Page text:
That Entitlement Feeling
I know many people are uninsured and suffering through no fault of their own. It’s certainly not all of them — plenty are uninsured by choice and will now be saddled with a mandate — but it’s many of them. I truly hope they get the relief they’ve been praying for, because that’s the most obvious benefit of this bill. Now that the bill has passed and there’s no turning back, I really do hope that ten years from now there are families who will be able to say that it made their lives better.
And I do believe that will happen. Do I know how many people will be better off? Not a clue. Do I think it will make enough people better off, and to a great enough degree, that it’s worth the costs it will impose on the majority of Americans for decades to come? I have no idea how to answer that question, at least not without some sort of a priori appeal to either egalitarian or individualist virtues, and now we’re in a moral debate.
I suppose I could attempt to weigh the costs and benefits, but it’s an incalculable exercise. Sure, I’ve written several times about direct costs, but that’s an easy lie to expose to anyone willing to listen. The bill won’t save us money over 10 years or 20 years or ever — if you actually believe that, you don’t understand economics or politics, and I’ll debate you any day of the week.
It’s incalculable because of the unseen costs, which few people on either side of the aisle are talking about. A libertarian professor I know once said he believed that libertarianism’s greatest intellectual contribution is a recognition of the unseen. We’ll never see what open competition could have done to health costs in markets for health care left free of government interference. We’ll never see how the voluntarily uninsured would have spent the money they’re now required to spend on plans. We’ll never see how many lives could have been saved or how much healthier we could be in a world with technological innovations that are more costly and burdensome to develop as a result of government. I’m not saying there will be no technology and no innovation, I’m saying when we make these choices “as a society” we sacrifice the unseen what-could-have-been for a “bird in the hand is worth two in the bush” philosophy that defies the most basic tenets of economics.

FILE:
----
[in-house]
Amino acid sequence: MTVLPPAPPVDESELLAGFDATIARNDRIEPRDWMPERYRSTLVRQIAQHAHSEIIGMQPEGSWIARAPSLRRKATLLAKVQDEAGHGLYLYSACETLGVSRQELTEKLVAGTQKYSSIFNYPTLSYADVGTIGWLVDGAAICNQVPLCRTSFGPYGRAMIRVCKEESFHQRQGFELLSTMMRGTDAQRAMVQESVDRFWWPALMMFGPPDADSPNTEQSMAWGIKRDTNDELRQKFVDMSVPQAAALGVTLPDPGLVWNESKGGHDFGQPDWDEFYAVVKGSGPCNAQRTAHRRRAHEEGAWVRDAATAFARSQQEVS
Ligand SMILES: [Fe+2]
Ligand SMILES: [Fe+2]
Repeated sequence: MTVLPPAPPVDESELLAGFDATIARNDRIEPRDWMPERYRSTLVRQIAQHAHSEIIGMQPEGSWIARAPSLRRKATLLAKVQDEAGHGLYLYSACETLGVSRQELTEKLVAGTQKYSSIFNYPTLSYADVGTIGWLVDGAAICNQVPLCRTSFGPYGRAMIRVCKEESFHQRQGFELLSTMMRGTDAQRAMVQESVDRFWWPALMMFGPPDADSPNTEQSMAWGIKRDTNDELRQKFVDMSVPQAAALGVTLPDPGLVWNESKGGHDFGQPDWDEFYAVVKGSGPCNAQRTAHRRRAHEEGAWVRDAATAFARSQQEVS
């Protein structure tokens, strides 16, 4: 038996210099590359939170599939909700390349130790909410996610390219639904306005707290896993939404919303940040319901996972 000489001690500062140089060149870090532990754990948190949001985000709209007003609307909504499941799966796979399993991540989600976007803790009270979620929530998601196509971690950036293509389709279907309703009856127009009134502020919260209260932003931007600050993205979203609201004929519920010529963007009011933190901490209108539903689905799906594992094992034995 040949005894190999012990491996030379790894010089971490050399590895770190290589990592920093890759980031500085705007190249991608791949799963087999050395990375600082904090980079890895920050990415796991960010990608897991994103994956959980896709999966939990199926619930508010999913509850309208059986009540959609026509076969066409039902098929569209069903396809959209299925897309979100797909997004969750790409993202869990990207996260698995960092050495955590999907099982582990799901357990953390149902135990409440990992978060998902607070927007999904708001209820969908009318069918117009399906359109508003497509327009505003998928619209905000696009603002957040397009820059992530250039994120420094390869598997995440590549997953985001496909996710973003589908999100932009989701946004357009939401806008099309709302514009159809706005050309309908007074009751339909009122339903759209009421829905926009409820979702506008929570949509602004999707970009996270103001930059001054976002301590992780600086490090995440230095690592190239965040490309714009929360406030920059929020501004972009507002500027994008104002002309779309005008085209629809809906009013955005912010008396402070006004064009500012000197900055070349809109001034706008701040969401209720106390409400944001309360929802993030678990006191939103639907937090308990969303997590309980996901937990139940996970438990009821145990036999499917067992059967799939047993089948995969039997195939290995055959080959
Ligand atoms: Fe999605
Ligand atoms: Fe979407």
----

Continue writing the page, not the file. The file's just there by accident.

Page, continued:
I know a cautiously optimistic public intellectual who says we’re going to get freer and more prosperous only because the pace of human ingenuity will always outpace government’s ability to stifle it. It’s a sad irony that government’s inefficiency relative to individual entrepreneurship is precisely what allows it to impose huge burdens on society and come back later to say “see, things aren’t nearly as bad as you thought” thus paving the way for further intrusion. There’s a seemingly endless debate between those who say “think what economic growth we’d have with less government” and those who retort “but without government, what makes you think we’d have growth at all?” Except that thanks to politics, the debate is awfully one-sided in favor of a intervene-more approach. Surveys of past presidents bear this out especially well: a few presidents deliberately did very little to get in the way of the people, and even where increased prosperity resulted, you’ll find those presidents sitting comfortably at the bottom of the popularity lists.
Do I think the world’s coming to an end because we have sweeping health care legislation? Absolutely not — certainly not before 2014 (remember, the start date was pushed a few elections back for precisely the reasons you’d suspect) and probably not at all. I simply have to believe that the more dismal predictions won’t bear out. We’re certainly not going to get most of was promised, no question about that. At the end of the day I suspect, as I do with most government legislation, that we’ll be much better off than the worst fears of the naysayers but much much worse off than we could have been in a world without it. But because it’s unseen, no one will ever know.